NEW YORK (Reuters) - Time Warner Cable will launch on Monday a service to allow subscribers to watch some of their favorite shows three days after they’ve originally aired as it aims to stay ahead of the growing threat of cheaper Web video services like Netflix Inc and Hulu.
The new service, called Look Back, also is targeted at differentiating the second largest U.S. cable company from rivals like satellite providers DirecTV and Dish Network Corp or new video services from the phone companies Verizon Communications and AT&T Inc.
Look Back is launching nationally to most of Time Warner Cable’s 13 million or so customers on 24 channels including ABC, NBC, Discovery Network and Food Network, Time Warner said. The same networks also will be available on high definition channels.
If a show has aired, say, between 8 p.m. and 9 p.m. on a Sunday night it will be available to play and rewind via the customer’s remote control until 9 p.m. on Wednesday night.
The service has disabled the ability to fast-forward through commercials that aired live. This was one of the conditions Time Warner Cable had to meet for programing rights for the new service.
Time Warner Cable’s Chief Programing Officer Melinda Witmer said the new service will allow programmers and advertisers to more easily get from Nielsen, the TV ratings company, the number of minutes of commercials that are watched by viewers because programs and commercials are saved on Time Warner’s servers.
“This gives consumers more options so they don’t have to think about whether they have set up their DVRs to record a show, Look Back does so automatically,” Witmer said.
The new service is planned to launch on more channels in coming months as Time Warner Cable expands its server capacity. Witmer said the cable company already has programing rights for more than three times its launch offering. Look Back will be complementary to its ‘Start Over’ service which allows subscribers to restart a show that has already begun airing.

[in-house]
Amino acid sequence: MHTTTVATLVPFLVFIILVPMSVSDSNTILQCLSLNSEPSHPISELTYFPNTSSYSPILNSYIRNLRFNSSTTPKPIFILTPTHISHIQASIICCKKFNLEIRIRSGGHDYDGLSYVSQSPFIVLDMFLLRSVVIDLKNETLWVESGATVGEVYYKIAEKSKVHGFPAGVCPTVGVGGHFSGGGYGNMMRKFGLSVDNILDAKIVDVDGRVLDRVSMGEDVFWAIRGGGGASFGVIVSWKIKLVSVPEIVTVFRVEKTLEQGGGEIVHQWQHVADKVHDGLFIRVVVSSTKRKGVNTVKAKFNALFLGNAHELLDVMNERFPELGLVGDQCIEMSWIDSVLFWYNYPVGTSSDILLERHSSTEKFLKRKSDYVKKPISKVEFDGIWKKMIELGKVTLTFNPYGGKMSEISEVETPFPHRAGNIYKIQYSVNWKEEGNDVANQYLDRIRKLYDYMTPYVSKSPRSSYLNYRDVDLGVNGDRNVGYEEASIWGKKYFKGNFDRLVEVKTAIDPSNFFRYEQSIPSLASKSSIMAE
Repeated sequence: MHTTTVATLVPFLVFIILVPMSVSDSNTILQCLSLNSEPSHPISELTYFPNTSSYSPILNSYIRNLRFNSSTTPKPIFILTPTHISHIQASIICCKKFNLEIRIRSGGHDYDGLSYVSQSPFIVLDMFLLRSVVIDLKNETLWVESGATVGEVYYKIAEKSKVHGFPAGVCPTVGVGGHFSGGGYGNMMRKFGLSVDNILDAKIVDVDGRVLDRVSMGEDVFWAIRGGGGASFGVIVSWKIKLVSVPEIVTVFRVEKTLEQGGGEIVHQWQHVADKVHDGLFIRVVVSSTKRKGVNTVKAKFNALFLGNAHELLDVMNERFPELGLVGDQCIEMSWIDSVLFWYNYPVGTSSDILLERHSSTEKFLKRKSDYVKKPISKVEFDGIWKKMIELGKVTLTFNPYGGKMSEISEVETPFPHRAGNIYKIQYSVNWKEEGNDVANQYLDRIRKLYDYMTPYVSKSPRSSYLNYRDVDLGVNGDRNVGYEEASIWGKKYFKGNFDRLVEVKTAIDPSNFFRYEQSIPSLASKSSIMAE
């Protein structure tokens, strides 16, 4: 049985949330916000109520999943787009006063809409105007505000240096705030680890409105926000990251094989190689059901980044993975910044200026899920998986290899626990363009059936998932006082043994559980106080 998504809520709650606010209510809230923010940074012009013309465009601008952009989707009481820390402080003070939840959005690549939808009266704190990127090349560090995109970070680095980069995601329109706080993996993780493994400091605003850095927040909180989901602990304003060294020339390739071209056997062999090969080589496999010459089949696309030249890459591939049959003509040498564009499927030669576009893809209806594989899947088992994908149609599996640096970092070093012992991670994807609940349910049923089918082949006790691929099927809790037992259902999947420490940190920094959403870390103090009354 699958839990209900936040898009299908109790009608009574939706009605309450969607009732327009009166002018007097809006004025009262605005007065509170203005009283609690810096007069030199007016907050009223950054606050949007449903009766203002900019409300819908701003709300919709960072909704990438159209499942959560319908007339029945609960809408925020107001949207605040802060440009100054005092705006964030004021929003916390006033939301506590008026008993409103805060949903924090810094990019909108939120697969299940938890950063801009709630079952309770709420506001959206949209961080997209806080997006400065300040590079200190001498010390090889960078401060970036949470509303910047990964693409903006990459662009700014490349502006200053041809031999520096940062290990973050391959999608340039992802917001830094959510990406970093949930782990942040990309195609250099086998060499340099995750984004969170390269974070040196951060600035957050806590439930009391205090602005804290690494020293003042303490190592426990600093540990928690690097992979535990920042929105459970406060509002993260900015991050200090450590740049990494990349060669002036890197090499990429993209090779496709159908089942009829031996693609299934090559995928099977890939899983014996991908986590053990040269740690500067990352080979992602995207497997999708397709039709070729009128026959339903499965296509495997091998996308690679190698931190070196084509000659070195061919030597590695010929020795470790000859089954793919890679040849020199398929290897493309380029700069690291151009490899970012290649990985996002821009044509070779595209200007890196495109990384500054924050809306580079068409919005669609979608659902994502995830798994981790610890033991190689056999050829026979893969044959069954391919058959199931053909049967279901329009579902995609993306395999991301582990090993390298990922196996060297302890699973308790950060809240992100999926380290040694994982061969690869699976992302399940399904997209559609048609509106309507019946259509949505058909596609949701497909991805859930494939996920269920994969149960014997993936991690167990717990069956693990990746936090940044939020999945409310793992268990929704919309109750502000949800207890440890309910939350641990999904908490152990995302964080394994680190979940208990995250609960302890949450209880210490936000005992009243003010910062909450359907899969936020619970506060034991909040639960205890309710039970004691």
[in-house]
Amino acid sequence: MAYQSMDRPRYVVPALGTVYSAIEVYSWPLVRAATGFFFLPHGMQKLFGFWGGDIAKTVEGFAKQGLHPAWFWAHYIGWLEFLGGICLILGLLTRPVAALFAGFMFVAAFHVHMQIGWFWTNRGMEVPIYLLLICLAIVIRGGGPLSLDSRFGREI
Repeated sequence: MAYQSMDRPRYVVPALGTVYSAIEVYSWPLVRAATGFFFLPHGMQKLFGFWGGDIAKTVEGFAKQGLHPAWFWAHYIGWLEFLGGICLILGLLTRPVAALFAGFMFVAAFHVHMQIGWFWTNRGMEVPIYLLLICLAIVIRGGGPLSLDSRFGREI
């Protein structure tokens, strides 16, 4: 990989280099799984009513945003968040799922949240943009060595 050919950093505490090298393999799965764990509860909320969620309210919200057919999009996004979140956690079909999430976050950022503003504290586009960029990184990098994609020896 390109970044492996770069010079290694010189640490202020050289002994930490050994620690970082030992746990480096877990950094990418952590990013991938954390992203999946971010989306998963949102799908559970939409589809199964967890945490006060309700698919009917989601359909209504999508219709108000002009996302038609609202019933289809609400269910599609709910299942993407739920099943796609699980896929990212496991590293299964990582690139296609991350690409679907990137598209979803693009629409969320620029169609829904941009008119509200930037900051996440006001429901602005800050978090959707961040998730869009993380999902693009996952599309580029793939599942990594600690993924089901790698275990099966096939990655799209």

Like other cable companies Time Warner Cable has struggled with losing more video customers due to the weak economy and stiffer competition from rivals. In the last year it has lost an average of 100,000 video customers each quarter.
There is also growing concern some customers are dropping traditional pay-TV services altogether -- a trend called cord-cutting -- and opting for lower-cost Web services such as Netflix. Cable executives insist they have seen little evidence of consumers cutting the cord.
Cablevision Systems Corp is taking a slightly different path to offering its subscribers more on-demand programing features and last week said it will start rolling out its long-expected network-based digital video recorder technology in New York City this quarter.
Cablevision executives said they plan to bring an end to the purchase of physical, home-based DVRs soon after this first launch.
Cable and satellite companies are rolling out new remote DVR services so people can program their DVRs from their smartphones and tablet devices like the iPad.
Collins Stewart analyst Thomas Eagan said pay-TV companies have to offer more flexible services in order to keep customers, who could be willing to settle for lower quality content for a cheaper price and better user experience.
“If cable can roll out a much easier intuitive guide like an iPad and offer all you can eat video on demand with extensive library of content I think that will be hugely helpful to helping them win,” said Eagan.
Reporting by Yinka Adegoke; editing by Carol Bishopric, Diane Craft